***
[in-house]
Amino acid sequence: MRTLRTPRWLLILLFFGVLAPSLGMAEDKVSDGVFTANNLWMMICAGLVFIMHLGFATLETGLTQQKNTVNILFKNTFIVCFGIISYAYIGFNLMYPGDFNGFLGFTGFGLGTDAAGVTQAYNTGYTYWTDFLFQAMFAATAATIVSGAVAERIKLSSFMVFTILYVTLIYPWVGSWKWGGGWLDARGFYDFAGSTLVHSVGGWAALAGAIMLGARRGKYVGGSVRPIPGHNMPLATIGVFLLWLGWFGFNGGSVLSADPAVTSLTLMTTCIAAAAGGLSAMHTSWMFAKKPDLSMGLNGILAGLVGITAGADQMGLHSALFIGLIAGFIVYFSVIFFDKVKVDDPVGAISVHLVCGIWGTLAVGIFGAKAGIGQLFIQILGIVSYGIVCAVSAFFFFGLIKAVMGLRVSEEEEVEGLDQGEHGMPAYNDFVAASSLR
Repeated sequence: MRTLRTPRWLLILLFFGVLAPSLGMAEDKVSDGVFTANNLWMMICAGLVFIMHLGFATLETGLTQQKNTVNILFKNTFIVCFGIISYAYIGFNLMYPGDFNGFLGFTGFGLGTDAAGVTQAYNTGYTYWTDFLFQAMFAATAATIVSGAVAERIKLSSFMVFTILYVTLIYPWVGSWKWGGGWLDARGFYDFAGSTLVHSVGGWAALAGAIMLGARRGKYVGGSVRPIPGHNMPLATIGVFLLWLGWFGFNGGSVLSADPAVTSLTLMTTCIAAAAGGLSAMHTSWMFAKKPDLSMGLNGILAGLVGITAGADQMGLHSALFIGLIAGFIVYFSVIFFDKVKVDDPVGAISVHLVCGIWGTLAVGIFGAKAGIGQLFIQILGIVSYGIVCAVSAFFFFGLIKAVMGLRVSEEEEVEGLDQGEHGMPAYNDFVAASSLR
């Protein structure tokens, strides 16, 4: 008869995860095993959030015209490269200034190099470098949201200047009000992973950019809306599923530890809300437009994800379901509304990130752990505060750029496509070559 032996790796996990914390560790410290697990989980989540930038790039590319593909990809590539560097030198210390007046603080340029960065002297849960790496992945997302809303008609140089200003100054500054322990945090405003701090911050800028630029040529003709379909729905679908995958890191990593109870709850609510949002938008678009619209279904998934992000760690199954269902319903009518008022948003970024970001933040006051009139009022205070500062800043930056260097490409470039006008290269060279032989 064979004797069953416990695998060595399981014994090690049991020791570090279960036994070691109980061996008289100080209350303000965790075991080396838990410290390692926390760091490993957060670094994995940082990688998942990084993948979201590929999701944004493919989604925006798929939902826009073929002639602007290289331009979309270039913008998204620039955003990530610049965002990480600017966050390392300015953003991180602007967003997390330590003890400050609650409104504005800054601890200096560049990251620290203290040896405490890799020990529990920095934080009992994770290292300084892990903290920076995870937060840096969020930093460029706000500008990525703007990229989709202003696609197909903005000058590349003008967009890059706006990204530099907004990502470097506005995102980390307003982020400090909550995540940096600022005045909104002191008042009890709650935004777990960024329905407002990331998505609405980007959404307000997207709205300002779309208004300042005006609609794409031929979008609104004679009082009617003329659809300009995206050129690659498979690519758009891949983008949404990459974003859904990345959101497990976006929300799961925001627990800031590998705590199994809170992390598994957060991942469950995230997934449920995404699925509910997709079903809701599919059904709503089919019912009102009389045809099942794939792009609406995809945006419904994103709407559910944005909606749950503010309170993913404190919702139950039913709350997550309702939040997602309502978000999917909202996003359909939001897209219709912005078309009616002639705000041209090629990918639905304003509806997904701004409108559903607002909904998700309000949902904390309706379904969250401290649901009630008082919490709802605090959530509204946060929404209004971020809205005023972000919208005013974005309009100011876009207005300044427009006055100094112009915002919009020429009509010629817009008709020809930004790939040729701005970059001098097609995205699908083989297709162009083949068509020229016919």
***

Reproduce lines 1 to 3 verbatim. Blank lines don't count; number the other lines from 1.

[in-house]
Amino acid sequence: MRTLRTPRWLLILLFFGVLAPSLGMAEDKVSDGVFTANNLWMMICAGLVFIMHLGFATLETGLTQQKNTVNILFKNTFIVCFGIISYAYIGFNLMYPGDFNGFLGFTGFGLGTDAAGVTQAYNTGYTYWTDFLFQAMFAATAATIVSGAVAERIKLSSFMVFTILYVTLIYPWVGSWKWGGGWLDARGFYDFAGSTLVHSVGGWAALAGAIMLGARRGKYVGGSVRPIPGHNMPLATIGVFLLWLGWFGFNGGSVLSADPAVTSLTLMTTCIAAAAGGLSAMHTSWMFAKKPDLSMGLNGILAGLVGITAGADQMGLHSALFIGLIAGFIVYFSVIFFDKVKVDDPVGAISVHLVCGIWGTLAVGIFGAKAGIGQLFIQILGIVSYGIVCAVSAFFFFGLIKAVMGLRVSEEEEVEGLDQGEHGMPAYNDFVAASSLR
Repeated sequence: MRTLRTPRWLLILLFFGVLAPSLGMAEDKVSDGVFTANNLWMMICAGLVFIMHLGFATLETGLTQQKNTVNILFKNTFIVCFGIISYAYIGFNLMYPGDFNGFLGFTGFGLGTDAAGVTQAYNTGYTYWTDFLFQAMFAATAATIVSGAVAERIKLSSFMVFTILYVTLIYPWVGSWKWGGGWLDARGFYDFAGSTLVHSVGGWAALAGAIMLGARRGKYVGGSVRPIPGHNMPLATIGVFLLWLGWFGFNGGSVLSADPAVTSLTLMTTCIAAAAGGLSAMHTSWMFAKKPDLSMGLNGILAGLVGITAGADQMGLHSALFIGLIAGFIVYFSVIFFDKVKVDDPVGAISVHLVCGIWGTLAVGIFGAKAGIGQLFIQILGIVSYGIVCAVSAFFFFGLIKAVMGLRVSEEEEVEGLDQGEHGMPAYNDFVAASSLR